A wonderful way to prevent over treatment with worming products is having a faecal examination performed every 3 months at your veterinary clinic. A faecal float procedure will detect any worm eggs in your cat’s faeces and treatment can then be initiated accordingly. Some worms can shed eggs intermittently though, which means they may not always be detected so it is important to retest every 3 months.

 

Exotic Pets

It can be difficult to worm an entire group of birds in aviary settings. I recommend collecting a group of faecal samples (for example 5 separate droppings for a group of 10 birds) that can then be examined together for a faecal float. If worm eggs are identified you can assume all the birds in the group are affected, this can then be repeated once every three months.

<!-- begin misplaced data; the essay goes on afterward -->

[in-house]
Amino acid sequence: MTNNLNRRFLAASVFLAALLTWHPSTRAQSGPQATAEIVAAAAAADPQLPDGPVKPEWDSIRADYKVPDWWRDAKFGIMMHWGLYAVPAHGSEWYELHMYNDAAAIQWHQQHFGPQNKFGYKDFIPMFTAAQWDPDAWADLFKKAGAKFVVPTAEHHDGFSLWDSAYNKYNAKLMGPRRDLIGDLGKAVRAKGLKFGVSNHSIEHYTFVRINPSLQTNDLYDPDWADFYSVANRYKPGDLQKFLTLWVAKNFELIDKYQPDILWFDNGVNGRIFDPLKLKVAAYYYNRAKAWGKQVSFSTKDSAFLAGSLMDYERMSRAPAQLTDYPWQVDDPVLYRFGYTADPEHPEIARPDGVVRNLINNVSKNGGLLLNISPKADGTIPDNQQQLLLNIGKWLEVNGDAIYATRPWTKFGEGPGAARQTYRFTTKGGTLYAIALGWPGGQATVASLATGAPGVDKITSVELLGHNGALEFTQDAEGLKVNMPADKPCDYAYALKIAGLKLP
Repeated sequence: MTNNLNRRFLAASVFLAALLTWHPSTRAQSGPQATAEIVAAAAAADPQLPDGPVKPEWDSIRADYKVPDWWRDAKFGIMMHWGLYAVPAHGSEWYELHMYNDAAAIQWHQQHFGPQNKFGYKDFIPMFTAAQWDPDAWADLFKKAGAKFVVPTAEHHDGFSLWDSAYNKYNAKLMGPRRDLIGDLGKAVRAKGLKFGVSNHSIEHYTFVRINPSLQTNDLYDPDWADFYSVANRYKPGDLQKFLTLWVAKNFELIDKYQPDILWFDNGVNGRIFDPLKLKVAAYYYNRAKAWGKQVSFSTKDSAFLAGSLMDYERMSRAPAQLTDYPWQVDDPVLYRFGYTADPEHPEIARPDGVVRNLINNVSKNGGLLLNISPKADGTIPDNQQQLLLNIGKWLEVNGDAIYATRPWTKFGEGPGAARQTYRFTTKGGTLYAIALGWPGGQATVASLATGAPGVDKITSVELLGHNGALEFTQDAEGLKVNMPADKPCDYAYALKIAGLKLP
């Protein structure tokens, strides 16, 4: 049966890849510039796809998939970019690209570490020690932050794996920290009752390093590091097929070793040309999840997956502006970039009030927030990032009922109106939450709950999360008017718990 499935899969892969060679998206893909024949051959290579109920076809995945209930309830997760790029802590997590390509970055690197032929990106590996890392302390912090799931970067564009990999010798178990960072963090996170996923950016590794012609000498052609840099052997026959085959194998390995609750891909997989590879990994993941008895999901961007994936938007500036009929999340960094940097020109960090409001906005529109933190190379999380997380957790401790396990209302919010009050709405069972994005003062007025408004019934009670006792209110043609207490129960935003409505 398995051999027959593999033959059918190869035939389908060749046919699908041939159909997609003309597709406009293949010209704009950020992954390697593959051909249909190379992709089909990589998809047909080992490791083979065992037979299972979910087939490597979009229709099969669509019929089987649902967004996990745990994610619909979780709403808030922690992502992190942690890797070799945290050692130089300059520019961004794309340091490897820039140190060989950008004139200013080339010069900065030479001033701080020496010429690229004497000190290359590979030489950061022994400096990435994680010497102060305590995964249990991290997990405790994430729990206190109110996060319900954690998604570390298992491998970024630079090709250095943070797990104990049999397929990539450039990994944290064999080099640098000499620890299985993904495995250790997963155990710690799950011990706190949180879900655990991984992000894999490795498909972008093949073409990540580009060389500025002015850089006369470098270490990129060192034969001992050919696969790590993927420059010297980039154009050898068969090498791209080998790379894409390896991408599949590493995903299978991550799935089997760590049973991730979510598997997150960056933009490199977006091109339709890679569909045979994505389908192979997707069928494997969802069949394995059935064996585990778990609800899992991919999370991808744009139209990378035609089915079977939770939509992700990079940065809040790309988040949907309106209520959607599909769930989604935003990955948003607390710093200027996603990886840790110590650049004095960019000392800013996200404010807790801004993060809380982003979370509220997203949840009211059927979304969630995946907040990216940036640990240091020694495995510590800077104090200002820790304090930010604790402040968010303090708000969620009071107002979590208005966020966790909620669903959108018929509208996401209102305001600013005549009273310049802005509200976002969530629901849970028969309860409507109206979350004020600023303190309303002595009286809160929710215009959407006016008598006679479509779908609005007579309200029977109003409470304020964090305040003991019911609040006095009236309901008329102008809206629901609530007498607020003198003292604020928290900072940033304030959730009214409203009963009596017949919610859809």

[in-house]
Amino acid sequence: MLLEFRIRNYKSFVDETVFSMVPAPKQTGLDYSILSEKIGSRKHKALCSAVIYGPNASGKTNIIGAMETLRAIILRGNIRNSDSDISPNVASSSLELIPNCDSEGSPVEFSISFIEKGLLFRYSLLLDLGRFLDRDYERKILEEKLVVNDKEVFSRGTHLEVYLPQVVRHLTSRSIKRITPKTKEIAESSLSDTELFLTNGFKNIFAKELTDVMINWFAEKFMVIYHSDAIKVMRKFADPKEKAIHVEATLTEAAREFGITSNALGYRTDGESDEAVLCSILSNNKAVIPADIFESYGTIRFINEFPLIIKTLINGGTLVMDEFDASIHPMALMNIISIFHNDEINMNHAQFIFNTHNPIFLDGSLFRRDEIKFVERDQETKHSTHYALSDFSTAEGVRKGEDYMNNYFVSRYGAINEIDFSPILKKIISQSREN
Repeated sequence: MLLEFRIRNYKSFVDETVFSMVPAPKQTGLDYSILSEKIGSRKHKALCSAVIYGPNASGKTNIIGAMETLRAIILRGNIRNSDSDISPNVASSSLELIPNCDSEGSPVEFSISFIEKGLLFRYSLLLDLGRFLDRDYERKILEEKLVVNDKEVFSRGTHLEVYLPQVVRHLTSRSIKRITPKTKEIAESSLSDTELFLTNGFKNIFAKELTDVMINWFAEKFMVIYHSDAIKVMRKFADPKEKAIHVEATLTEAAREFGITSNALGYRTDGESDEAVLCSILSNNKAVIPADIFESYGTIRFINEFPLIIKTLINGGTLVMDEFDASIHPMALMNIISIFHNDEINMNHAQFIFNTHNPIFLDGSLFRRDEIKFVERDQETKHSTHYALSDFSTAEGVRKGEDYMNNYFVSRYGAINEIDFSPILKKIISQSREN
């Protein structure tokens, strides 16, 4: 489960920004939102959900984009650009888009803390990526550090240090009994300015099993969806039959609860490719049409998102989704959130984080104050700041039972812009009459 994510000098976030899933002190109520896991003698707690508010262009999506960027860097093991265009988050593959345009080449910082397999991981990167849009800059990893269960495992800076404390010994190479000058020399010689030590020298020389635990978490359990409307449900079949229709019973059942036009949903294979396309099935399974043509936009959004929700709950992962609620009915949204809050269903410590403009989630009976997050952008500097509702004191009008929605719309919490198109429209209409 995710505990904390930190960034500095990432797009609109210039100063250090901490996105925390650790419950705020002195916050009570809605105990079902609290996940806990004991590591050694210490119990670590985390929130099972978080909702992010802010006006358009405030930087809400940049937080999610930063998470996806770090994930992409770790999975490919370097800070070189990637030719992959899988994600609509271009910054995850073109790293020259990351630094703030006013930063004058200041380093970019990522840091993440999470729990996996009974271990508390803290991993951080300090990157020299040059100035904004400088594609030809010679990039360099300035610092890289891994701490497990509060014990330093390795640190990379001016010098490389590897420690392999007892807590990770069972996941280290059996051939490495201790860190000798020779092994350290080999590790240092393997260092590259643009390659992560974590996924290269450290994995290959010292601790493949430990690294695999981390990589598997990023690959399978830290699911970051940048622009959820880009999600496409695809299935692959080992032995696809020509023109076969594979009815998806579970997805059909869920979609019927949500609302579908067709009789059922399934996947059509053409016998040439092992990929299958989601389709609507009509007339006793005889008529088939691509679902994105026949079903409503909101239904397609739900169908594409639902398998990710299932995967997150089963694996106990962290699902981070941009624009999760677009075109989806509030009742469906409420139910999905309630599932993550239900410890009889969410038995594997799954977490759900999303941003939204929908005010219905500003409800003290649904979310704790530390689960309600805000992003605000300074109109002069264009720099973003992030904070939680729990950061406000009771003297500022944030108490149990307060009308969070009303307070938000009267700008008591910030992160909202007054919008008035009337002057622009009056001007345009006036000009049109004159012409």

It can be difficult to worm an entire group of birds in aviary settings. I recommend collecting a group of faecal samples (for example 5 separate droppings for a group of 10 birds) that can then be examined together for a faecal float. If worm eggs are identified you can assume all the birds in the group are affected, this can then be repeated once every three months.

Birds, reptiles and small mammals should also be wormed on a three monthly basis. Even indoor pets can self-infect, if they poop out some worm eggs immediately before you worm them and they are then re-ingested the next day the whole cycle can start again. They may also be exposed to worms through the substrate or natural enrichment items like branches.

An alternative to tri-monthly worming is having a faecal float examination performed at your veterinarian. I recommend collecting three samples of faeces for the test, as some eggs can be shed intermittently. If eggs are detected your pet should be wormed, if they are egg free their faeces can be retested three months later. This can prevent over-treatment of exotic pets.